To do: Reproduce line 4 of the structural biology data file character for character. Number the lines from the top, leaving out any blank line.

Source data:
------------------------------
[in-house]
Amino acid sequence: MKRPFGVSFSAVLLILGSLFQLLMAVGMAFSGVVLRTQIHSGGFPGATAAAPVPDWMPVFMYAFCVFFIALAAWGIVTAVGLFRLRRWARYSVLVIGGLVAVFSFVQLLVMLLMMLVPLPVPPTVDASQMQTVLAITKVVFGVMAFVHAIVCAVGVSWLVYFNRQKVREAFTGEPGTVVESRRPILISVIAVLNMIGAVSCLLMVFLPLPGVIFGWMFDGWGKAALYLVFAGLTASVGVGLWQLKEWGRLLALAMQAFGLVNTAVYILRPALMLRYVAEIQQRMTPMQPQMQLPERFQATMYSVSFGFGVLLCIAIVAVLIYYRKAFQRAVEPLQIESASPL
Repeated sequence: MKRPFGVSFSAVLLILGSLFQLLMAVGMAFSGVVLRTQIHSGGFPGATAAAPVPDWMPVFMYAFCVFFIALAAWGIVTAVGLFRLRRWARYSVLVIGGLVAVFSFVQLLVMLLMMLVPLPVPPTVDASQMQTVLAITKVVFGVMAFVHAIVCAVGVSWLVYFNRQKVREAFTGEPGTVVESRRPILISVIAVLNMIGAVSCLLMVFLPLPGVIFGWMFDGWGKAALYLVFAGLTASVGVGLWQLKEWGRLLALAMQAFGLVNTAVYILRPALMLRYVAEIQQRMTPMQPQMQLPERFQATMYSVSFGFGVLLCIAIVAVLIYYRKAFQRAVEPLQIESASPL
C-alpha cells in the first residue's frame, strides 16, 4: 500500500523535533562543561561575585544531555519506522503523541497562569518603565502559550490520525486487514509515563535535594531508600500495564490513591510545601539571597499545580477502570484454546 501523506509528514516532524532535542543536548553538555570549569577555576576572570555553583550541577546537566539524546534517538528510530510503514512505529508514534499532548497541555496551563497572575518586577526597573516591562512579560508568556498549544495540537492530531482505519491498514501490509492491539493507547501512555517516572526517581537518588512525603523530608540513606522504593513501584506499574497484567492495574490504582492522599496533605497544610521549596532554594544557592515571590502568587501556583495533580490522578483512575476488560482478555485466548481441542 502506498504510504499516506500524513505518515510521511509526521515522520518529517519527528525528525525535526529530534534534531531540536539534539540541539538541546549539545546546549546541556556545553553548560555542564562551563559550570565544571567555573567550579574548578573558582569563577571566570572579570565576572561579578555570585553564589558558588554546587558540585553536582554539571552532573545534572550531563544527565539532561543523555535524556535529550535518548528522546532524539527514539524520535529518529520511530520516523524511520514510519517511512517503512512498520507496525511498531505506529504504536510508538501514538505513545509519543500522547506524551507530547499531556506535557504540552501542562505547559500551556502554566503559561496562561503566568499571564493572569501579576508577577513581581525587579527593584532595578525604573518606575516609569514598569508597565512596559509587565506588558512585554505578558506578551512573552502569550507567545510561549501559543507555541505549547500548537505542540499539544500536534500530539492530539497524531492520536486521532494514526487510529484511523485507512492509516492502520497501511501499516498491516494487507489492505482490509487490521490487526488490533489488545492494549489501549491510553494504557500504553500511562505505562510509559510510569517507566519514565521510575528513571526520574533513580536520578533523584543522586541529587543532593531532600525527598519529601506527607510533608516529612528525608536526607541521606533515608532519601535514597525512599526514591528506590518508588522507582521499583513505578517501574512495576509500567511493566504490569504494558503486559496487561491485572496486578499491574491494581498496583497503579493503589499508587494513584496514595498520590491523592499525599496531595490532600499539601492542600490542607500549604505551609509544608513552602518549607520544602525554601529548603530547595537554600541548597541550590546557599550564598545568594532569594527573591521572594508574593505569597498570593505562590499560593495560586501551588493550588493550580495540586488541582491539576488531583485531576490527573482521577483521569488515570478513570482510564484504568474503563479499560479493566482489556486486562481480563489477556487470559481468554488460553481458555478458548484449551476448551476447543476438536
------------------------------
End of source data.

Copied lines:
C-alpha cells in the first residue's frame, strides 16, 4: 500500500523535533562543561561575585544531555519506522503523541497562569518603565502559550490520525486487514509515563535535594531508600500495564490513591510545601539571597499545580477502570484454546 501523506509528514516532524532535542543536548553538555570549569577555576576572570555553583550541577546537566539524546534517538528510530510503514512505529508514534499532548497541555496551563497572575518586577526597573516591562512579560508568556498549544495540537492530531482505519491498514501490509492491539493507547501512555517516572526517581537518588512525603523530608540513606522504593513501584506499574497484567492495574490504582492522599496533605497544610521549596532554594544557592515571590502568587501556583495533580490522578483512575476488560482478555485466548481441542 502506498504510504499516506500524513505518515510521511509526521515522520518529517519527528525528525525535526529530534534534531531540536539534539540541539538541546549539545546546549546541556556545553553548560555542564562551563559550570565544571567555573567550579574548578573558582569563577571566570572579570565576572561579578555570585553564589558558588554546587558540585553536582554539571552532573545534572550531563544527565539532561543523555535524556535529550535518548528522546532524539527514539524520535529518529520511530520516523524511520514510519517511512517503512512498520507496525511498531505506529504504536510508538501514538505513545509519543500522547506524551507530547499531556506535557504540552501542562505547559500551556502554566503559561496562561503566568499571564493572569501579576508577577513581581525587579527593584532595578525604573518606575516609569514598569508597565512596559509587565506588558512585554505578558506578551512573552502569550507567545510561549501559543507555541505549547500548537505542540499539544500536534500530539492530539497524531492520536486521532494514526487510529484511523485507512492509516492502520497501511501499516498491516494487507489492505482490509487490521490487526488490533489488545492494549489501549491510553494504557500504553500511562505505562510509559510510569517507566519514565521510575528513571526520574533513580536520578533523584543522586541529587543532593531532600525527598519529601506527607510533608516529612528525608536526607541521606533515608532519601535514597525512599526514591528506590518508588522507582521499583513505578517501574512495576509500567511493566504490569504494558503486559496487561491485572496486578499491574491494581498496583497503579493503589499508587494513584496514595498520590491523592499525599496531595490532600499539601492542600490542607500549604505551609509544608513552602518549607520544602525554601529548603530547595537554600541548597541550590546557599550564598545568594532569594527573591521572594508574593505569597498570593505562590499560593495560586501551588493550588493550580495540586488541582491539576488531583485531576490527573482521577483521569488515570478513570482510564484504568474503563479499560479493566482489556486486562481480563489477556487470559481468554488460553481458555478458548484449551476448551476447543476438536